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Police Sued for Killing Arizona Veteran

PHOENIX (CN) - City police officers south of Phoenix needlessly shot to death an unarmed Army veteran with post-traumatic stress disorder, his widow and children claim in court.

Maria Garcia and her four children filed a federal complaint Tuesday against the city of Maricopa and two of its police officers, Sgt. Leonard Perez and Officer Joshua Hawksworth.

Maricopa, pop. 48,000, is south of Phoenix in Pinal County.

Garcia says the shooting was particularly egregious, as two days before he was killed, her husband went to the Maricopa police station to offer to help the Police Department learn how to interact with veterans with PTSD.

Garcia met her husband, Johnathon Guillory, in 2005 when they were both in the U.S. military. Guillory had been diagnosed with post-traumatic stress disorder in 2003 after he returned from a second tour in Afghanistan. They married in December 2008, and had two sons together. Guillory also had two children from a previous relationship.

His widow says that after going out on Jan. 18, 2015 to watch football and eat brunch, they returned to their home in Maricopa at about 1 p.m. Guillory went into the garage to listen to music.

At 2:30 p.m., an emergency call was made from Guillory's cellphone, but resulted in a hangup. After that call, "nearly every, if not every, on duty MPD officer decided to go to the Guillory residence to see what was happening," Garcia lawsuit says in the lawsuit.

She says the officers surrounded Guillory, who was standing outside his house, though he posed no threat and the officers knew "of his PTSD and sensitivity to being approached by police."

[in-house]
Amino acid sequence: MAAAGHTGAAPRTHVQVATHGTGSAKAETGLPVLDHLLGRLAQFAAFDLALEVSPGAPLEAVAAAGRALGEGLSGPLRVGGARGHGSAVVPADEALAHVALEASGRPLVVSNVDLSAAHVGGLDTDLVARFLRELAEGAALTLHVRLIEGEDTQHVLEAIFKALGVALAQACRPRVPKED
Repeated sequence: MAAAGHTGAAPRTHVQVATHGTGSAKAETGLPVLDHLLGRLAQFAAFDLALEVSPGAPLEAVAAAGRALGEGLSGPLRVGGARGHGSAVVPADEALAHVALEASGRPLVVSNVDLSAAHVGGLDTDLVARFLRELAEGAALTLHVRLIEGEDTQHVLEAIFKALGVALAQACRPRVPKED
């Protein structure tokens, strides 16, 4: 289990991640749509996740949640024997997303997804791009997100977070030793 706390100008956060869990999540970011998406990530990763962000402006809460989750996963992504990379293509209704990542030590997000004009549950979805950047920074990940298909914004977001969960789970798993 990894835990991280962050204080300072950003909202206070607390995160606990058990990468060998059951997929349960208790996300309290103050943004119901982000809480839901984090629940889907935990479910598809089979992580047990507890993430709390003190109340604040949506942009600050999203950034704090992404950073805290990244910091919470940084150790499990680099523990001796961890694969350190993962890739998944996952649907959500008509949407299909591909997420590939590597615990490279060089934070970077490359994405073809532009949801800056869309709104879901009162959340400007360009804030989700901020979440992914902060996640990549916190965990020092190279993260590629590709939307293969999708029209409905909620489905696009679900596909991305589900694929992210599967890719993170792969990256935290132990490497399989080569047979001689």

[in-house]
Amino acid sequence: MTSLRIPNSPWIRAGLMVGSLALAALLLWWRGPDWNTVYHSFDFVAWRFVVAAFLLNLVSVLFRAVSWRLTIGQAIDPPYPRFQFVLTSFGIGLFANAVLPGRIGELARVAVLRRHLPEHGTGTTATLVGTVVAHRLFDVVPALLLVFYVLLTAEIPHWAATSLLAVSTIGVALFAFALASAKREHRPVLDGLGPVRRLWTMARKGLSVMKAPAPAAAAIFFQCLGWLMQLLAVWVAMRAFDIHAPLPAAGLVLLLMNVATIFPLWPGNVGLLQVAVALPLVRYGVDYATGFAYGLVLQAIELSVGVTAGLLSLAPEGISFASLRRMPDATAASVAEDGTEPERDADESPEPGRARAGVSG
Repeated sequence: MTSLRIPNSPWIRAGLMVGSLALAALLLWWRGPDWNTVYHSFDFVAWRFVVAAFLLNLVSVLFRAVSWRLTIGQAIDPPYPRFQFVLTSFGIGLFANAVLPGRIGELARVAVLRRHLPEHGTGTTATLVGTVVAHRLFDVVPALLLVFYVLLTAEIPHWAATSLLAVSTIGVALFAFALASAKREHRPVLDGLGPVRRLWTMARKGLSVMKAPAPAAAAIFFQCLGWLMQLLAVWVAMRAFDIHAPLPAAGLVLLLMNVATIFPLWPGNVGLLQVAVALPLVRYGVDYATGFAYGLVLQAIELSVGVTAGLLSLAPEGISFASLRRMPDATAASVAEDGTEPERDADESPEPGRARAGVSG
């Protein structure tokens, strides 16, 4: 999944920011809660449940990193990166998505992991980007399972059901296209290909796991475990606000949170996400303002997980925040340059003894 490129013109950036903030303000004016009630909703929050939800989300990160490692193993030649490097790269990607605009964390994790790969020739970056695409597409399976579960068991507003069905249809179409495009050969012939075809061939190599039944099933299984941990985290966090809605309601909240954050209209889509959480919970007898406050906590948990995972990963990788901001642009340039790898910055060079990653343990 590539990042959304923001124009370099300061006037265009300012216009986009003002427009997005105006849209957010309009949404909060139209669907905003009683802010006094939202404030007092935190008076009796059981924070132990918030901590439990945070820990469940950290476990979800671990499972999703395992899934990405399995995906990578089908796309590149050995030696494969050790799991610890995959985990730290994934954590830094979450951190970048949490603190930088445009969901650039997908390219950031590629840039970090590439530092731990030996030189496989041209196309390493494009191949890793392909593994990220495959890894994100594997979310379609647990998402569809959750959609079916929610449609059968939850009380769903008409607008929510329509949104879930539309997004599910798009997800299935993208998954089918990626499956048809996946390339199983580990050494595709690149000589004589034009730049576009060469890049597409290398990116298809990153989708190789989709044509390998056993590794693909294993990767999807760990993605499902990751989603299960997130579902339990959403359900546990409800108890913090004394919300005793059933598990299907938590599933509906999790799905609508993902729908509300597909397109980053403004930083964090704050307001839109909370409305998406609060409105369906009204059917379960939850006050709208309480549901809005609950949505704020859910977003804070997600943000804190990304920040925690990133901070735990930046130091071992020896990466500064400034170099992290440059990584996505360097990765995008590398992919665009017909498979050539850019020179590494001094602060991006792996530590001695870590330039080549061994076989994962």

Guillory walked away from the officers toward a park, telling the officers, "There is a guy behind me, tell him to stop taking his gun out," Garcia said.

Officer Hawksworth told him to stop walking and got out his vehicle with an AR-15 rifle, Garcia says. Hawksworth and Sgt. Perez then "fired a spray of bullets," killing Guillory with four shots to his torso. They did not attempt to shoot him at a "less lethal place," Garcia says.

Hawksworth and Perez claimed Guillory was carrying a gun, but "multiple civilian witnesses" did not see one, and Garcia says she was sure he did not have a gun on him.

An officer reported that he thought Guillory had an object in the waistband of his pants that could be a cellphone, the lawsuit states.

David Lunn, an attorney for the family, told Courthouse News it's unclear whether Guillory was carrying a gun.

"There were reports of a gun being found," Lunn said. "The gun they say was his, we don't believe was his gun at all."

The family seeks punitive damages for wrongful death, civil rights violations and negligence. They also want Maricopa ordered to train its officers how to deal with people with post-traumatic stress.

"Particularly in Maricopa there is known to be a lot of veterans and people who suffer from PTSD," Lunn said. "[The police need] education and to get better processes and procedures in place."

The City of Maricopa declined to comment on the lawsuit.

Lunn is with DKL Law, of Scottsdale.

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